This ranger group, based at Tennant Creek, is a significant employer in the Barkly region and works in partnership with local Traditional Owners, pastoral interests and Parks and Wildlife Commission NT to ensure sustainable land management outcomes across the region. Their name is translated from Warumungu and means "From the bush". Since the group's inception in 2003, the rangers have undertaken a large number of land management activities and have received wide recognition for their work including a Landcare Award in 2005. In recent years the rangers have undertaken a range of land management initiatives, including construction of a tourist facility at Kunjarra/The Pebbles (northwest of Tennant Creek) and completion of a weed spraying contract on three Barkly cattle stations.

The group has made significant contributions to the identification of threatened species conservation including key populations of Mulgara (Dasycercus cristicauda), Marsupial mole (Notorctes typhlops) and Bilby (Macrotis Lagotis). The Rangers have also been responsible for mapping the distribution of weeds around cultural sites, threatened species habitat, wetlands and biodiversity 'hot spot' areas, and then developing and implementing management strategies in key areas.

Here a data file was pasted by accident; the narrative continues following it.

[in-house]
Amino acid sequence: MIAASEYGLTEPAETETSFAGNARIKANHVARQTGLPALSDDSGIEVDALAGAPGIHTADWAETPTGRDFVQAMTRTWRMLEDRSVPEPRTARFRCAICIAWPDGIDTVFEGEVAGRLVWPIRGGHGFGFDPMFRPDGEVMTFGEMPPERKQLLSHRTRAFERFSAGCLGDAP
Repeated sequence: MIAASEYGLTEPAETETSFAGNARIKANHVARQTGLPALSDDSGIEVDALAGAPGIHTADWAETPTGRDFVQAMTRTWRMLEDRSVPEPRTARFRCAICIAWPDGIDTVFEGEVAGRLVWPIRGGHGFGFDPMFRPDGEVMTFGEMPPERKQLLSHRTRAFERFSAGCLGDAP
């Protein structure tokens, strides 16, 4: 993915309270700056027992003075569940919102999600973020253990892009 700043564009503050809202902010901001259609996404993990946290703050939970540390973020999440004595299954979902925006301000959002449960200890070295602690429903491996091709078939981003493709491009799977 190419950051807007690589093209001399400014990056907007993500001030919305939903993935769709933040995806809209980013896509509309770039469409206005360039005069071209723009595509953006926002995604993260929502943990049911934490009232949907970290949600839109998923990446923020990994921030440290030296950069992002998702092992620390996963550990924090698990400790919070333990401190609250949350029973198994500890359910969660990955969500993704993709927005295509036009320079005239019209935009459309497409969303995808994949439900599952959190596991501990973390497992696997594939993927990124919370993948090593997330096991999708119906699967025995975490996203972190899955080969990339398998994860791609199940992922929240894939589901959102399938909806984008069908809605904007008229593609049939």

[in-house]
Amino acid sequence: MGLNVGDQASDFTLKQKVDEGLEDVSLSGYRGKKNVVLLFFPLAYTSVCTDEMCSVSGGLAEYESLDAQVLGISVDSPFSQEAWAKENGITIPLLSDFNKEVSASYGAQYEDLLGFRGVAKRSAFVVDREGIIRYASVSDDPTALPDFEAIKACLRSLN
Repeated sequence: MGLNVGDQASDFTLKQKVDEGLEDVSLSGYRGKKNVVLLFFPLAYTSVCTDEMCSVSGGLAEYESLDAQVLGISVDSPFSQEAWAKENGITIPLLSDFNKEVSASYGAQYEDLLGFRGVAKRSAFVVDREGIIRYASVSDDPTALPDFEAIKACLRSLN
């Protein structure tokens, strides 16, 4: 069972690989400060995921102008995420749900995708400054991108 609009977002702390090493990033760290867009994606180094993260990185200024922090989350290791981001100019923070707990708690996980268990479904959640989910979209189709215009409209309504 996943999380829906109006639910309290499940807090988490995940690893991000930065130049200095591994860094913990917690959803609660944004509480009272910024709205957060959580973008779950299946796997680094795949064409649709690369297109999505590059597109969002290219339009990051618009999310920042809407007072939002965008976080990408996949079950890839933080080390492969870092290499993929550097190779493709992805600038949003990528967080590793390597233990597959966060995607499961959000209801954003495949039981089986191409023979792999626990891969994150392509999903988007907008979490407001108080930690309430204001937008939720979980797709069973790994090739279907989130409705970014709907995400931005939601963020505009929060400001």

Wulaign Rangers at Lajamanu

Wulaign Ranger with ant hills

Wulaign Ranger with ant hills

Copyright

This ranger team operates within the Northern Tanami Indigenous Protected Area (IPA) which covers a significant part of the Tanami biogeographic region of over 280,000 square kilometres. Up to 64 per cent of this vast biogeographic region is Aboriginal freehold land; the remainder being pastoral properties.